Maintaining the music: How Augustana’s music programs are adapting to the challenge of COVID-19

Augustana University’s School of Music has overcome new obstacles in order to preserve the art of music on campus. 

According to the World Health Organization, COVID-19 spreads through respiratory droplets and, in specific circumstances, it can be airborne. Musicians produce more aerosol release than most others. 

Singers project more breath than normal talking, and instruments transmit aerosol in a less containable manner.

This problem had not been previously researched. 

“We spent so much time this summer just trying to get our heads around a pretty significant problem,” Christopher Unger, Augustana’s director of bands said. “It was a new animal for sure.”

According to Peter Folliard, the Dean of the School of Music at Augustana, the university’s staff spent the summer proposing solutions using results from a study funded by the College Band Directors National Association. The study took place at the University of Colorado at Boulder, used light technology that illuminated aerosol and focused on how to limit the aerosol expulsion from instruments and vocalists.

“We didn’t try to come up with our own solution,” Unger said. “We tried to listen to the best science available then come up with our own strategic safety plan based on the best science available.”

The research teams found most of the air is discharged through the nose. Custom mask designers worked with Augustana to create masks specific for vocalists with tighter edges and more space over the mouth.

They also designed face masks with velcro openings for mouthpieces and canvas bags with inserts for hands to be used by wind instrumentalists. Brass instruments expel mostly from their bell, which is being combatted with fitted bell coverings. These modifications leave little ventilation while having minimal effects on sound. 

To combat what little air does escape, the choir, band and orchestra allow a 20 minute air cycle to pass through a room every 30 minutes. With rehearsals lasting 90 minutes, this requires three rooms to be booked per rehearsal with the band meeting three times weekly. Additionally, students have to maintain a six-foot space at all times with trombonists maintaining a nine-foot gap.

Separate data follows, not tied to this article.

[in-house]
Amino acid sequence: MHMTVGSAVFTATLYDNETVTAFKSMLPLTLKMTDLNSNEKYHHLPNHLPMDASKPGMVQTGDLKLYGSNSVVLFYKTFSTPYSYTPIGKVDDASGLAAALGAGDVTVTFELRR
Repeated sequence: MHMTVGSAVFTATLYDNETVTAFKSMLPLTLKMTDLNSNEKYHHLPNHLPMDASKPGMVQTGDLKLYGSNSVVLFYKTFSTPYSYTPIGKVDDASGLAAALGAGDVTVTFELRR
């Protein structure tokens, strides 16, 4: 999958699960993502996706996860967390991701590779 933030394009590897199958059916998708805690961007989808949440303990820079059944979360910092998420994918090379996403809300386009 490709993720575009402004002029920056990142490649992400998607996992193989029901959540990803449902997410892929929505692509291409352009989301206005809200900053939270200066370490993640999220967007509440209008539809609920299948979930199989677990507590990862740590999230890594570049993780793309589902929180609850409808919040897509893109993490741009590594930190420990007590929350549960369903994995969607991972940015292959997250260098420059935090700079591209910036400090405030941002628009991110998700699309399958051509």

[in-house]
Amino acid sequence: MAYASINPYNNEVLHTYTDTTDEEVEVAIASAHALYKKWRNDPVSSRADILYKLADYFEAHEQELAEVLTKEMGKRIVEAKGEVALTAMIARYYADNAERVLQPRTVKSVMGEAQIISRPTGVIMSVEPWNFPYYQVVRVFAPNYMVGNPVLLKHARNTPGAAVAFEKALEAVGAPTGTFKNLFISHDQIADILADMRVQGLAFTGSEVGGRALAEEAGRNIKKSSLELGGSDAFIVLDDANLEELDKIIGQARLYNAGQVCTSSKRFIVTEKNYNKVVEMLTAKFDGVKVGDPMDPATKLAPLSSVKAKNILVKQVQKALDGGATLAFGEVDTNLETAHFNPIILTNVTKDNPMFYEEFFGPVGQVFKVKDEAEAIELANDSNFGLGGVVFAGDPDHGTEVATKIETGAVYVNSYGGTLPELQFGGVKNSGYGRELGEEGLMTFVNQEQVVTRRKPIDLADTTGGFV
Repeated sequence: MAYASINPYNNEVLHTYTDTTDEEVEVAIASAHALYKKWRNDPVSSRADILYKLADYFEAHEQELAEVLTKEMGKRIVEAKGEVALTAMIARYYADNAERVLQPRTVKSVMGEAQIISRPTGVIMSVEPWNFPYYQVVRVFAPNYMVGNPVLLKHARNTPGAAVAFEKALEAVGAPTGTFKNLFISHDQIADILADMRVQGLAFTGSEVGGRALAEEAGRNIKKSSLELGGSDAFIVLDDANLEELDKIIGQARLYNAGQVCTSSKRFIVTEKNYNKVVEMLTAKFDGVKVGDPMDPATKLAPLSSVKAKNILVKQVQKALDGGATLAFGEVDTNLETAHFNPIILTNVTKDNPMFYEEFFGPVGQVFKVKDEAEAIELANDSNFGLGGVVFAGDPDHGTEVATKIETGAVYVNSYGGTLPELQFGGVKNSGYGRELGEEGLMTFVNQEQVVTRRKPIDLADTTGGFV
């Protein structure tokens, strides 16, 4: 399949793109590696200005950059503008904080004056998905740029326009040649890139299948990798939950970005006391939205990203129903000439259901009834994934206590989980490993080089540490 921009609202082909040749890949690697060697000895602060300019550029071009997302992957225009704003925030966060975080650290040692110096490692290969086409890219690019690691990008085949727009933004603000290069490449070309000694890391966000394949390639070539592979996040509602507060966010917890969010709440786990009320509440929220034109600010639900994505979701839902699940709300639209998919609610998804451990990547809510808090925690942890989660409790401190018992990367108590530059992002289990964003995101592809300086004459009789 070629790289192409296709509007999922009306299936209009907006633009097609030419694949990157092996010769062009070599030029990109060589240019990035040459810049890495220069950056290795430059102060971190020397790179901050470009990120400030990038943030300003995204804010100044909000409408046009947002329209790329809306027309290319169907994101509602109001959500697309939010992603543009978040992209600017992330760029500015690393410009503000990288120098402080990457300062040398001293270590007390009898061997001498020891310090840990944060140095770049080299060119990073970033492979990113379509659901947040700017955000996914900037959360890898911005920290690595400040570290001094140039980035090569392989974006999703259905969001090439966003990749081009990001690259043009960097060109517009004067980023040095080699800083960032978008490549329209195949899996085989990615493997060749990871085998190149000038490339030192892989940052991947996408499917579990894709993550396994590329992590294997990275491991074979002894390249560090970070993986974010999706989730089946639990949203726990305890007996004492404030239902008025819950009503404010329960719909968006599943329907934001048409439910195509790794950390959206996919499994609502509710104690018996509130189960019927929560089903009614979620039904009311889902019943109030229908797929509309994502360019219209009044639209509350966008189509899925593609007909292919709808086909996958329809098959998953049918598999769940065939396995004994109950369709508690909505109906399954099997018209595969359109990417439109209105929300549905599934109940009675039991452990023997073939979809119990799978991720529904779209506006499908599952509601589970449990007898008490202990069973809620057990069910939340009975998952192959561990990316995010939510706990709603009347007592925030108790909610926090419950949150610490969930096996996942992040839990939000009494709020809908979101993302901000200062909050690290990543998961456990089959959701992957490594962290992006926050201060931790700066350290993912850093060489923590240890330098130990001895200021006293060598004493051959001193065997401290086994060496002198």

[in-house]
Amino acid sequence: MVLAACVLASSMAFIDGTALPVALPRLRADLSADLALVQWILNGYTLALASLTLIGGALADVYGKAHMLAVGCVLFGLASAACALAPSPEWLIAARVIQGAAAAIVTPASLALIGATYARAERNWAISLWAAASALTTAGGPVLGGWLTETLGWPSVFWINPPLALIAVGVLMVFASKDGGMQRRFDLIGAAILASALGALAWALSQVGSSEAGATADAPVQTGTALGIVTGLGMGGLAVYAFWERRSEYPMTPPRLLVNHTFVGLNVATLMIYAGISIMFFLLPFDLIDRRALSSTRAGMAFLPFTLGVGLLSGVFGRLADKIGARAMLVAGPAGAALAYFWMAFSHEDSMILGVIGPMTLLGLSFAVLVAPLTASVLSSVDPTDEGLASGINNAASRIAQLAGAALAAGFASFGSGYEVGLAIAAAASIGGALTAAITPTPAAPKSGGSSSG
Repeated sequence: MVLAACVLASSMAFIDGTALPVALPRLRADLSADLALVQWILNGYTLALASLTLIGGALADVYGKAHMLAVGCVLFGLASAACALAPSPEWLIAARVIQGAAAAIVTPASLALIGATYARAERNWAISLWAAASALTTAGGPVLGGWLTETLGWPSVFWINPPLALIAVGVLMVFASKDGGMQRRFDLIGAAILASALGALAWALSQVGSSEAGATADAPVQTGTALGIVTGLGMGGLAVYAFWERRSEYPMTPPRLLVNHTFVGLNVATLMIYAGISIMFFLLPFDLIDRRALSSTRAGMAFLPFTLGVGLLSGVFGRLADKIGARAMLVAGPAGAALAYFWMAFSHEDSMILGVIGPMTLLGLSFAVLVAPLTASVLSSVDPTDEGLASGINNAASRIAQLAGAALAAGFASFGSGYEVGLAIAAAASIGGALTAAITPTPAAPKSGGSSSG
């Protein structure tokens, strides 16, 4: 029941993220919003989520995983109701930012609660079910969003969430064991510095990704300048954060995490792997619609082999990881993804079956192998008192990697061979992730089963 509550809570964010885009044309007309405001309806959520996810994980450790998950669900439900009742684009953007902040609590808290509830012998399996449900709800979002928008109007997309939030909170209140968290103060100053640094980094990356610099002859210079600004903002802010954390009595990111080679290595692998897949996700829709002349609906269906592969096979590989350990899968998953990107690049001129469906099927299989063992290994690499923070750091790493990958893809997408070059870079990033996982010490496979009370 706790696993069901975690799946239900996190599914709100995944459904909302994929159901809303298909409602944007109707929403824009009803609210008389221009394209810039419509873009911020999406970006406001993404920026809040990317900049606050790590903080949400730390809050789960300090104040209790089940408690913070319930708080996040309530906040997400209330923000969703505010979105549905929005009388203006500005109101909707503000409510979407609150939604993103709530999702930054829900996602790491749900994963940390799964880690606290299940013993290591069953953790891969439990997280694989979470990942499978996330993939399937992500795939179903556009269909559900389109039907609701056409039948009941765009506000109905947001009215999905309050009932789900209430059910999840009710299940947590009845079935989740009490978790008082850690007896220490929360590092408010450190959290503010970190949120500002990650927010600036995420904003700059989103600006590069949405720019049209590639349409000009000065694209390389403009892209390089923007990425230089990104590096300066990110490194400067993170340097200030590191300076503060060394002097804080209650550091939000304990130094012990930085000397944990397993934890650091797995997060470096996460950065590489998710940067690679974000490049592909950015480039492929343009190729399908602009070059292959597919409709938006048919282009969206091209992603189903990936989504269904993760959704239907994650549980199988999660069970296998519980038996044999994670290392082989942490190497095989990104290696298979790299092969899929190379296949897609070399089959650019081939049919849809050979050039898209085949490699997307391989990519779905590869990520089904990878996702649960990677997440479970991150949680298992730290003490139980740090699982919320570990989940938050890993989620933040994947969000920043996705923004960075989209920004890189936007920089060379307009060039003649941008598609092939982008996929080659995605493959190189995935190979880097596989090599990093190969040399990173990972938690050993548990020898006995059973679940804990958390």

“Our department has kicked butt in implementing rigorous procedures to keep students safe,” Folliard said. “We’re doing everything short of wearing tinfoil hats to keep us safe.” 

The time and space restraints prompt a challenge finding enough space for the university’s three choirs, two bands and orchestra to rehearse multiple times weekly in large enough spaces.

“I wanted to be able to spread out even more than six feet because I think that’s even safer,” Unger said. This was achieved by breaking the ensembles into smaller groups.

Sophomore elementary and special education major, Kayden Hoeke is a member of the Augustana Choir tenors. He described the choir as similar to last year with the only major changes being wearing masks, meeting in new rooms and breaking into smaller groups. 

“I feel like the choir is least affected as we are able to have pretty much normal rehearsals,” Hoeke said.

The pandemic has dismantled the department’s ability to perform for live audiences. Staff have developed an innovative solution by organizing Vespers to be a recorded performance for Christmas Eve to be played on South Dakota Public Broadcasting.

The recording process will also expose students to a studio environment. The bands, choirs and orchestra will record their parts individually using pre-recorded tracks. After all the recordings are done, Folliard will combine them for the final holiday performance sound.

“As soon as people have started to make music, there’s been this release,” Folliard said. “In a time when we’re all working harder than ever to make all of this work, to be able to have an escape that is also a team community is a good thing.”

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